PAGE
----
Meghan Markle and Prince Harry welcomed their second child, a baby girl called Lilibet “Lili” Diana Mountbatten-Windsor, one week ago. While Meghan and Harry stated that they sought permission from the Queen before giving their daughter a nickname, a palace insider has recently told the BBC that they never did.
Rebecca English, a royal expert, is now stepping out, claiming that the royal family is now “standing up” to Meghan and Harry in their feud.
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According to The Express, she remarked of the palace’s response, “Absolutely, it is incredibly significant.”
“The Sussexes have responded to the BBC report with a sharp retort. First, through a spokesman who stated that the Queen was the first person they contacted and that they would not have proceeded with the name unless the Queen was supportive.”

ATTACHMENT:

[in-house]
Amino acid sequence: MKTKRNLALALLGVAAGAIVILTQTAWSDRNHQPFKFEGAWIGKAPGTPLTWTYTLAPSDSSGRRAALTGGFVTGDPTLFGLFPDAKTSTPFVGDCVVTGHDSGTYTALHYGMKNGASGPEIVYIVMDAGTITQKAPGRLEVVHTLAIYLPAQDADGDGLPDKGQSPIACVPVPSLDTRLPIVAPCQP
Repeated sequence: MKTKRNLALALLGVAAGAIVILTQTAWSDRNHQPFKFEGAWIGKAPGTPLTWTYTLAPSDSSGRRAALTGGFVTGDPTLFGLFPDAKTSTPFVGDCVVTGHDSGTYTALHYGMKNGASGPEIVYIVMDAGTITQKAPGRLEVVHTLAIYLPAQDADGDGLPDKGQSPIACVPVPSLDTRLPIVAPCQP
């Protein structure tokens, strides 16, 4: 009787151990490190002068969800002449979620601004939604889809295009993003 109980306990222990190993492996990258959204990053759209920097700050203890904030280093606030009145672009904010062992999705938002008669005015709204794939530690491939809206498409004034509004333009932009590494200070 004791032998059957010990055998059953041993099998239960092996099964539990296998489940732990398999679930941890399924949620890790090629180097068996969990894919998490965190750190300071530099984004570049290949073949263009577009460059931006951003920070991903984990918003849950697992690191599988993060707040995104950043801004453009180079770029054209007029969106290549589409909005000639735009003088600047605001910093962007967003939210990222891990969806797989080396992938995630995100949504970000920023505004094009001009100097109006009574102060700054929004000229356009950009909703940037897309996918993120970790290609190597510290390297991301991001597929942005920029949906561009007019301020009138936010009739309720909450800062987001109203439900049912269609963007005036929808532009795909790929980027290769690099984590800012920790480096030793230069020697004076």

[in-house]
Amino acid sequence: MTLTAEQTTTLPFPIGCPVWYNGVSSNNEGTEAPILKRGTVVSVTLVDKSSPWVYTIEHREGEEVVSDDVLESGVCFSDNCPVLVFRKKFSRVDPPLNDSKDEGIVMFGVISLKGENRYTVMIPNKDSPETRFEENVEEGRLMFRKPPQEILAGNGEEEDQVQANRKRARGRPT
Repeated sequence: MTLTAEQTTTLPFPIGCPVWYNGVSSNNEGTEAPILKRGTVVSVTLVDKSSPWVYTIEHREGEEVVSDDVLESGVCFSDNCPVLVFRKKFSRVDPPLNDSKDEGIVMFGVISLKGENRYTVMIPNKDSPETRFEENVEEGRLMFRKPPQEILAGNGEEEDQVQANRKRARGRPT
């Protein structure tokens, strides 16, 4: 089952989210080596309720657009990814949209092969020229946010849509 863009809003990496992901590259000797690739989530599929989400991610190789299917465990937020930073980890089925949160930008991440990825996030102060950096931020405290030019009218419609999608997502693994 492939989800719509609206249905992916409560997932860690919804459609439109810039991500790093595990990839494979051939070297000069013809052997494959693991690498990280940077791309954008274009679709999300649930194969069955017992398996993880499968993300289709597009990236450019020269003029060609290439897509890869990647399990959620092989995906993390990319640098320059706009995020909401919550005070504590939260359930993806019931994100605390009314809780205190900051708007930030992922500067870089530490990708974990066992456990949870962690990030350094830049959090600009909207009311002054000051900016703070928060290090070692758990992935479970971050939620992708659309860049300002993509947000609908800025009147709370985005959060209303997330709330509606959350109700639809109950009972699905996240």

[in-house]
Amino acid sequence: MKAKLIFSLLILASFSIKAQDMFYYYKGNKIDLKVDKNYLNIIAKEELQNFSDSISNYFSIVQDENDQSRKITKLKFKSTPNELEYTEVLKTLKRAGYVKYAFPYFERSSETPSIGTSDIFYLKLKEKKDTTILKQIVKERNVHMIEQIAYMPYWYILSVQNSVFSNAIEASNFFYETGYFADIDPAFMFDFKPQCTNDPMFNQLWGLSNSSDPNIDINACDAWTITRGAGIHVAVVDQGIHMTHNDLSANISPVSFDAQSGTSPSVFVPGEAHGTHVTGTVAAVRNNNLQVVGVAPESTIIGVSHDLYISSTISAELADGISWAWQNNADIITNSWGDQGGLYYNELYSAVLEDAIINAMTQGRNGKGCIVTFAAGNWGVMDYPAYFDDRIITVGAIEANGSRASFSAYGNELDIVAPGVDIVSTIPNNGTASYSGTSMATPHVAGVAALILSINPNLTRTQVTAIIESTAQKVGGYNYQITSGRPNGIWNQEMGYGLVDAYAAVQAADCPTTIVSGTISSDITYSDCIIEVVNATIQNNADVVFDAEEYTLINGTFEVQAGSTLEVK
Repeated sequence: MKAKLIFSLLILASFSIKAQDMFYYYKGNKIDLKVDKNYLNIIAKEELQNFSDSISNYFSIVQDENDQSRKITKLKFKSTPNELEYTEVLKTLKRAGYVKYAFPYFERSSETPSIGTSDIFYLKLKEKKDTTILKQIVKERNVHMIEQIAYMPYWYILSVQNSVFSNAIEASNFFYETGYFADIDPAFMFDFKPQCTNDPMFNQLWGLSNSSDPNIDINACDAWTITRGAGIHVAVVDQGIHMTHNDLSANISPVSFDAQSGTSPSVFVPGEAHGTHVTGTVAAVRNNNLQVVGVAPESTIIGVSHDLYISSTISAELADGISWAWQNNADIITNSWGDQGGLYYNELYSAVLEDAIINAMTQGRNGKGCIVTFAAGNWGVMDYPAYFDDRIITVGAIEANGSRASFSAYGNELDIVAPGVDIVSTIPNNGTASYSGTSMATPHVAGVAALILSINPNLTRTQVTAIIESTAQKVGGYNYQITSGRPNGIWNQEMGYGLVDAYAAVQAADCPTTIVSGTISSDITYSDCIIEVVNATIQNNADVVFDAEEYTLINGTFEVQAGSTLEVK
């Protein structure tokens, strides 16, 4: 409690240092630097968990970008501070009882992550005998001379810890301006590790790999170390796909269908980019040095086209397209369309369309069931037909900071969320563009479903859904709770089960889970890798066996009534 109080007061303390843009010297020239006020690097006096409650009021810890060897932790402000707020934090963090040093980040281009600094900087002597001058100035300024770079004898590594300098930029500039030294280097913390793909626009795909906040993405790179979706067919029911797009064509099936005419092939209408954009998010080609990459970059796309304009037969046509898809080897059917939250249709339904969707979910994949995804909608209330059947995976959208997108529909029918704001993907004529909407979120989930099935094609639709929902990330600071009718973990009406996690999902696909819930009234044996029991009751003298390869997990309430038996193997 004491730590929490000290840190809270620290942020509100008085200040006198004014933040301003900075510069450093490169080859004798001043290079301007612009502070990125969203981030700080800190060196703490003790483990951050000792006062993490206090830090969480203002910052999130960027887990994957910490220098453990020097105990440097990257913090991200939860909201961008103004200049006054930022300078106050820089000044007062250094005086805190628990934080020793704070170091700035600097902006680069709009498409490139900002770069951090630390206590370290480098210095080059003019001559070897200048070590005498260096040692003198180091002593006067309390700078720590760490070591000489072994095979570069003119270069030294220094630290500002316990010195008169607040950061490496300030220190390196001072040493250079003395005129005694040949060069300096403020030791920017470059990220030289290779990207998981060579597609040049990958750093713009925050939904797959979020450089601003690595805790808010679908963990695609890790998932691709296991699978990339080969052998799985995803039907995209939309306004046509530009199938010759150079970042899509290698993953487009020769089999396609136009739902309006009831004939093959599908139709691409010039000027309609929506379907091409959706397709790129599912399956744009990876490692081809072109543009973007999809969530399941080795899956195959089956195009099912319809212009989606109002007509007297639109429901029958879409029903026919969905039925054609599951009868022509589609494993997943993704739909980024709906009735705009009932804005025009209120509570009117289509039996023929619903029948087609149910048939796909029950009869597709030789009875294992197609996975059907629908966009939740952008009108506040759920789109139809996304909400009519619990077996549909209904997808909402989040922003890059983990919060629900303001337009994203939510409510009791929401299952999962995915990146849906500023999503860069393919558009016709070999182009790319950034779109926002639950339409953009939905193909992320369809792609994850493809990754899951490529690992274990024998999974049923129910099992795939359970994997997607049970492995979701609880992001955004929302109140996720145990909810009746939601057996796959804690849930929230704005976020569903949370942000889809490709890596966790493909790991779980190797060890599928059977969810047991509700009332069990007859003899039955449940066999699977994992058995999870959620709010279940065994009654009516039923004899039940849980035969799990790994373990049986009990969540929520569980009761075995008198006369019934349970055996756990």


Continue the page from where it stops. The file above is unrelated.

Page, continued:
“However, they issued a legal threat through their attorneys, labeling the BBC item was defamatory,” she continued. “We don’t know whether this was a planned release by Buckingham Palace or the Royal Family, or if it was a renegade courtier. When I approached the Palace about it, no one there slammed it or disagreed with what the BBC had to say, so the report has a lot of credibilities. The BBC is unwavering in its support for its story. Who knows if this will work?”
When she was a youngster, the Queen was given the nickname “Lilibet” since that was how she called her name because she couldn’t speak “Elizabeth.” Her grandfather, King George V, and her late husband, Prince Philip, who died barely two months ago, also used the nickname. The Queen is likely “puzzled” by the decision to name her great-grandchild Lilibet, according to renowned royal expert Ingrid Seward.